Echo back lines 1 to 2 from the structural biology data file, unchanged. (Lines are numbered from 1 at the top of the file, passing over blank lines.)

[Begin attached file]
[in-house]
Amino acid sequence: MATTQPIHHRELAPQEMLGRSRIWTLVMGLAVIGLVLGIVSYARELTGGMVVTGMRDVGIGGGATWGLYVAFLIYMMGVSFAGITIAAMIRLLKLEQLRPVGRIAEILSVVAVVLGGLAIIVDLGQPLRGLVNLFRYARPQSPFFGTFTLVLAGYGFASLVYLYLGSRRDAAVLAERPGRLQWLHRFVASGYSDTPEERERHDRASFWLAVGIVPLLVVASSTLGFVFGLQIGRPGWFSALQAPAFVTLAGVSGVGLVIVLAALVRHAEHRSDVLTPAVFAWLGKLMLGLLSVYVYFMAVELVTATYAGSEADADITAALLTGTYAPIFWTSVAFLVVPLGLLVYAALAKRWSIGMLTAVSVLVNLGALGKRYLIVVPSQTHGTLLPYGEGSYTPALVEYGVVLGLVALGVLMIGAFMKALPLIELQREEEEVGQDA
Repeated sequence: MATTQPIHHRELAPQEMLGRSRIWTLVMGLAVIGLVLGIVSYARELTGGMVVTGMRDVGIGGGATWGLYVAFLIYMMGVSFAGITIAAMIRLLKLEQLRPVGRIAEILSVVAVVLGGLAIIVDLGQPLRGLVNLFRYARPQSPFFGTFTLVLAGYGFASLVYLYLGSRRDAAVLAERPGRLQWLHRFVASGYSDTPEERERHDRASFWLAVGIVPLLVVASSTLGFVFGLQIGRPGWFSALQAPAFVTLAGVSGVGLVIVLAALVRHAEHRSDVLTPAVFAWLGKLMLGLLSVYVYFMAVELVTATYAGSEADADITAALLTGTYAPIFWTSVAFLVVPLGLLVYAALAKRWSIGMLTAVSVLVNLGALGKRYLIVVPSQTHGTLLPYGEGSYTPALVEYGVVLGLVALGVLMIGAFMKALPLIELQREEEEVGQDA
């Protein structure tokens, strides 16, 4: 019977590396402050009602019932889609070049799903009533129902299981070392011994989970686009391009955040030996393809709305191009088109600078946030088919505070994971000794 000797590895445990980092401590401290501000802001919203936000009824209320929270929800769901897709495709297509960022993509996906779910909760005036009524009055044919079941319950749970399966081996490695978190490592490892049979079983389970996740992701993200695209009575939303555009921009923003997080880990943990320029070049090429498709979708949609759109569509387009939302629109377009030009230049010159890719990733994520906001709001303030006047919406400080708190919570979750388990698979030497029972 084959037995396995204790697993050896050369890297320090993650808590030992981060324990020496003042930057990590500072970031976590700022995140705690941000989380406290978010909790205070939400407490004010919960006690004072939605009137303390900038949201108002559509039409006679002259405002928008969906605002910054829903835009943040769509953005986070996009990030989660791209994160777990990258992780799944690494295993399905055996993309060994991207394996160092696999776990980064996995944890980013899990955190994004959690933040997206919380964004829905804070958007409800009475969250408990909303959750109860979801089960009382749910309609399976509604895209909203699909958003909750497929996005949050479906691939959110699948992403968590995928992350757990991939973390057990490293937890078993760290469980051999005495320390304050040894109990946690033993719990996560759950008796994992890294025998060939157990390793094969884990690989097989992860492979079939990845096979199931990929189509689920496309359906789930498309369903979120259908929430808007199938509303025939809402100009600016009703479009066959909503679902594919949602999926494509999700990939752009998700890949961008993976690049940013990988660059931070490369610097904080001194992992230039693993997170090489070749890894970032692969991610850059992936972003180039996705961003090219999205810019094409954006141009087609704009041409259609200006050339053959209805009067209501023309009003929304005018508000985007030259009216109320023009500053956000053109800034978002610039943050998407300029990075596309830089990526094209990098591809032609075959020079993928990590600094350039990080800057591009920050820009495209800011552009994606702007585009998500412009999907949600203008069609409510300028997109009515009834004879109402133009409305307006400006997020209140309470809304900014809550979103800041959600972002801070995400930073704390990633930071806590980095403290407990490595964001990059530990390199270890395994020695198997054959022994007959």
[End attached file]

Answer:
[in-house]
Amino acid sequence: MATTQPIHHRELAPQEMLGRSRIWTLVMGLAVIGLVLGIVSYARELTGGMVVTGMRDVGIGGGATWGLYVAFLIYMMGVSFAGITIAAMIRLLKLEQLRPVGRIAEILSVVAVVLGGLAIIVDLGQPLRGLVNLFRYARPQSPFFGTFTLVLAGYGFASLVYLYLGSRRDAAVLAERPGRLQWLHRFVASGYSDTPEERERHDRASFWLAVGIVPLLVVASSTLGFVFGLQIGRPGWFSALQAPAFVTLAGVSGVGLVIVLAALVRHAEHRSDVLTPAVFAWLGKLMLGLLSVYVYFMAVELVTATYAGSEADADITAALLTGTYAPIFWTSVAFLVVPLGLLVYAALAKRWSIGMLTAVSVLVNLGALGKRYLIVVPSQTHGTLLPYGEGSYTPALVEYGVVLGLVALGVLMIGAFMKALPLIELQREEEEVGQDA